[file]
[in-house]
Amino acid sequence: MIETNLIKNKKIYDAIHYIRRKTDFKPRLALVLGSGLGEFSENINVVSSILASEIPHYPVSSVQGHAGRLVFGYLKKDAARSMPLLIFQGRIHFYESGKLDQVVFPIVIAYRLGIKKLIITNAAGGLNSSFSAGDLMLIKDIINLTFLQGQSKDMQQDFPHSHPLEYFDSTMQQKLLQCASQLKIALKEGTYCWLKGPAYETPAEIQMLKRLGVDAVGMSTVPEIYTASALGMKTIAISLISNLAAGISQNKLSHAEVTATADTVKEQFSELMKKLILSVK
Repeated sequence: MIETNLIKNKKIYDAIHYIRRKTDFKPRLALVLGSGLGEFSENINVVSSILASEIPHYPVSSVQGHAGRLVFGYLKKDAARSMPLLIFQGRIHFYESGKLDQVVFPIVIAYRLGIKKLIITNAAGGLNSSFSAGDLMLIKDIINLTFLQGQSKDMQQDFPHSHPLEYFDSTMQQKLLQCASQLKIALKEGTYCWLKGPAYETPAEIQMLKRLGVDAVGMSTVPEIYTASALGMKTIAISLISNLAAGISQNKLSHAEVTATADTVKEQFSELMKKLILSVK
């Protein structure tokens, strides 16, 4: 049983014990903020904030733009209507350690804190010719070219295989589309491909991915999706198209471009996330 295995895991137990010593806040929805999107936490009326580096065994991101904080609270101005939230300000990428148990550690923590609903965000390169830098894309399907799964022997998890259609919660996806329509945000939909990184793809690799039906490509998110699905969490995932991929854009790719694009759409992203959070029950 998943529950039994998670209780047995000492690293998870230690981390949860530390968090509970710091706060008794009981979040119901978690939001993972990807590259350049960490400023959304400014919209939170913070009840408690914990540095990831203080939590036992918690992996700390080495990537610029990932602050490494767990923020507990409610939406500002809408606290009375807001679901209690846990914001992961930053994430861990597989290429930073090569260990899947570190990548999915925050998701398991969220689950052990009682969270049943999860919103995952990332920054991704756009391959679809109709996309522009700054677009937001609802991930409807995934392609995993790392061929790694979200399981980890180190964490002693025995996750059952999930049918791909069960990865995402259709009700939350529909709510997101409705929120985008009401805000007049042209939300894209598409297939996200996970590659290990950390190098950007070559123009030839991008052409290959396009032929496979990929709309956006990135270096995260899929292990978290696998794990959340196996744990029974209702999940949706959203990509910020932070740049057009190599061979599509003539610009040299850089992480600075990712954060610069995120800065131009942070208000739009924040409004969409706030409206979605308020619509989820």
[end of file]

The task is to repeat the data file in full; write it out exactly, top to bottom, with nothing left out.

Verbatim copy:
[in-house]
Amino acid sequence: MIETNLIKNKKIYDAIHYIRRKTDFKPRLALVLGSGLGEFSENINVVSSILASEIPHYPVSSVQGHAGRLVFGYLKKDAARSMPLLIFQGRIHFYESGKLDQVVFPIVIAYRLGIKKLIITNAAGGLNSSFSAGDLMLIKDIINLTFLQGQSKDMQQDFPHSHPLEYFDSTMQQKLLQCASQLKIALKEGTYCWLKGPAYETPAEIQMLKRLGVDAVGMSTVPEIYTASALGMKTIAISLISNLAAGISQNKLSHAEVTATADTVKEQFSELMKKLILSVK
Repeated sequence: MIETNLIKNKKIYDAIHYIRRKTDFKPRLALVLGSGLGEFSENINVVSSILASEIPHYPVSSVQGHAGRLVFGYLKKDAARSMPLLIFQGRIHFYESGKLDQVVFPIVIAYRLGIKKLIITNAAGGLNSSFSAGDLMLIKDIINLTFLQGQSKDMQQDFPHSHPLEYFDSTMQQKLLQCASQLKIALKEGTYCWLKGPAYETPAEIQMLKRLGVDAVGMSTVPEIYTASALGMKTIAISLISNLAAGISQNKLSHAEVTATADTVKEQFSELMKKLILSVK
């Protein structure tokens, strides 16, 4: 049983014990903020904030733009209507350690804190010719070219295989589309491909991915999706198209471009996330 295995895991137990010593806040929805999107936490009326580096065994991101904080609270101005939230300000990428148990550690923590609903965000390169830098894309399907799964022997998890259609919660996806329509945000939909990184793809690799039906490509998110699905969490995932991929854009790719694009759409992203959070029950 998943529950039994998670209780047995000492690293998870230690981390949860530390968090509970710091706060008794009981979040119901978690939001993972990807590259350049960490400023959304400014919209939170913070009840408690914990540095990831203080939590036992918690992996700390080495990537610029990932602050490494767990923020507990409610939406500002809408606290009375807001679901209690846990914001992961930053994430861990597989290429930073090569260990899947570190990548999915925050998701398991969220689950052990009682969270049943999860919103995952990332920054991704756009391959679809109709996309522009700054677009937001609802991930409807995934392609995993790392061929790694979200399981980890180190964490002693025995996750059952999930049918791909069960990865995402259709009700939350529909709510997101409705929120985008009401805000007049042209939300894209598409297939996200996970590659290990950390190098950007070559123009030839991008052409290959396009032929496979990929709309956006990135270096995260899929292990978290696998794990959340196996744990029974209702999940949706959203990509910020932070740049057009190599061979599509003539610009040299850089992480600075990712954060610069995120800065131009942070208000739009924040409004969409706030409206979605308020619509989820």